Any small business owners trying to grow their firm will know that you need to put some money in before you can start making anything back. In other words, you’re going to need a source of funding. Whether you need money for developing your product, raising public awareness or growing your team, there are plenty of different options for raising some cash.
Some people are lucky enough to get investment from their loved ones, and if you have friends or family with some spare money to invest then you could consider bringing them on board.
This kind of investment can be good for somebody in the early stages of starting a new business, but we recommend proceeding with caution. It’s easy to misunderstand your loved ones’ intentions (is the money intended as a gift or a loan?) and that can lead to embarrassment or even legal trouble later down the line. That’s why it’s important to draw up formal paperwork, treating your nearest and dearest the same way that you would anyone else who offered you money.
One of the more conventional ways of funding a small business, taking a bank loan can really help you hit the ground running. It does require some hard work first though, as no bank is going to hand over the cash without a little due diligence. To prepare properly, you’ll need:
- A clear and concise business plan
- Information about how you intend to use the money you’re borrowing
- A repayment plan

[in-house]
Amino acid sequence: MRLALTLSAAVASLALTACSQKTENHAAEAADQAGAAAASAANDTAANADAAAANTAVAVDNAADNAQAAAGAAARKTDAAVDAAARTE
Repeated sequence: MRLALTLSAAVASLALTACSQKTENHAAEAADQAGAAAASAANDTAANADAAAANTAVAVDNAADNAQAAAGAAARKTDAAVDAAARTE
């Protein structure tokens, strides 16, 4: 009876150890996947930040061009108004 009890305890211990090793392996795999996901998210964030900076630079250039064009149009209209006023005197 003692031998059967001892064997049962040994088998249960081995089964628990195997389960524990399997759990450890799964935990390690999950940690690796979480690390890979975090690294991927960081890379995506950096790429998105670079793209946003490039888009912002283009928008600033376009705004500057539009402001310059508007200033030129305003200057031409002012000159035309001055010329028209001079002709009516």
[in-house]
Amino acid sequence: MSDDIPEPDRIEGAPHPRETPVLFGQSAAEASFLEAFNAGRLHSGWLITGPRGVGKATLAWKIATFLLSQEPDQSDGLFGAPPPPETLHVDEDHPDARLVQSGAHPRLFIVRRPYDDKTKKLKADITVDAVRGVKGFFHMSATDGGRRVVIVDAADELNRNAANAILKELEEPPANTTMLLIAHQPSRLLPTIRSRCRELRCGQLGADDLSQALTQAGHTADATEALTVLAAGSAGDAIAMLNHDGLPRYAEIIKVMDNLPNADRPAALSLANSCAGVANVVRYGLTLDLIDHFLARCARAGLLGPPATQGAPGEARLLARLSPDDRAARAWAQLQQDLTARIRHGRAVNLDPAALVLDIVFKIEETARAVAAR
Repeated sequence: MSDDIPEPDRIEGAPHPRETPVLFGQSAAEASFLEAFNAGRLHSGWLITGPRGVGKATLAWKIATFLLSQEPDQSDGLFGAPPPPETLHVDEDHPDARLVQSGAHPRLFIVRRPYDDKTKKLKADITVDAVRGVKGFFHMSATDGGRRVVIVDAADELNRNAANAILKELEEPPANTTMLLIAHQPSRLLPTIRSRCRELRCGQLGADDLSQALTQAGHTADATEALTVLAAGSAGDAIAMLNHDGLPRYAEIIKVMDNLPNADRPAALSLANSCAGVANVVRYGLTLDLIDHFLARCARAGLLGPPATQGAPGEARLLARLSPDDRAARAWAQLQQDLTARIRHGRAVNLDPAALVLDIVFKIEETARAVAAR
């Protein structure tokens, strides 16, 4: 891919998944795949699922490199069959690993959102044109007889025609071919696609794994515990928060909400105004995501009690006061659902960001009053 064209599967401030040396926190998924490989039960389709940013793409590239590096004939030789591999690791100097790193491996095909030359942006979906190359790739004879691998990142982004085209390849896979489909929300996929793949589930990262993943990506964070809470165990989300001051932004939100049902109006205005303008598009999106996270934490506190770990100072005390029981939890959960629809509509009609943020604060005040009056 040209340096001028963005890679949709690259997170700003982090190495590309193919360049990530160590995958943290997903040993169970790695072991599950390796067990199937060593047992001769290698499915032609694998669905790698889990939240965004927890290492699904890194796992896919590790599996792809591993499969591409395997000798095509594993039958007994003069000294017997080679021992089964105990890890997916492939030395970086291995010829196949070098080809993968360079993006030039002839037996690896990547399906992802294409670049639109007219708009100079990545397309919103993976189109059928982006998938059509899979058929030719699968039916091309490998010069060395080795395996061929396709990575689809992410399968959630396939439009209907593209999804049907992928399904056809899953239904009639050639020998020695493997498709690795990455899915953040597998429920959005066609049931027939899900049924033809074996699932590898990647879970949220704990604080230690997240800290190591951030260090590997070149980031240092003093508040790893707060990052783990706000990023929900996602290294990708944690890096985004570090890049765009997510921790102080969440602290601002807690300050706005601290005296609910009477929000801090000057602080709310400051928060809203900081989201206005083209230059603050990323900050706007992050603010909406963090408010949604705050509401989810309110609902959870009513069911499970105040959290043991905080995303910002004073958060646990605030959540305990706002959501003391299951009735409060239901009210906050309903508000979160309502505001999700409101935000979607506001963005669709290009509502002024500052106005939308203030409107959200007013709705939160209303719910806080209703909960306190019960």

The bank will also be looking for evidence that you have the skills needed to make your business work. You can demonstrate this by talking about your previous experience, and by showing that you know your business plan inside and out.
There are also numerous lenders that offer alternative business loans to SME’s, therefore you have the option of not using a bank loan. Business loans acquired in this way can be quicker, with financing often completed within 24 hours. Make sure to do your research on lenders, as rates of interest may vary.
Government start up loans
The government back a scheme which makes money available for people looking to start or grow a business. They offer up to £25,000 (although average amounts taken are much lower), and as with a bank loan you’ll be expected to provide a clear and workable business plan. These are offered as unsecured personal loans, which means that you don’t need to offer up collateral such as your home in order to secure it. You’ll be asked to make monthly repayments at a 6% interest rate. Learn more here.
You could also look to the public for money to finance your grand plans. Crowdfunding works by taking small amounts of money from a large group of people – but you’ll need to offer something good in return. This could mean giving exclusive access to your product, as people do on sites like Kickstarter, or giving your crowdfunders equity in the business. A good example of a company that has used crowdfunding to grow their business is Brewdog, whose Equity for Punks scheme lets any member of the public invest in return for shares.
Remember, none of this is tailored financial advice – so if you’re concerned about running your small business, look for expert help. However, we hope that we’ve given you a good overview of the different options so that you can feel more confident about getting your business off the ground.
If you are looking for a business or sole trader bank account check out our comparison tables and reviews here.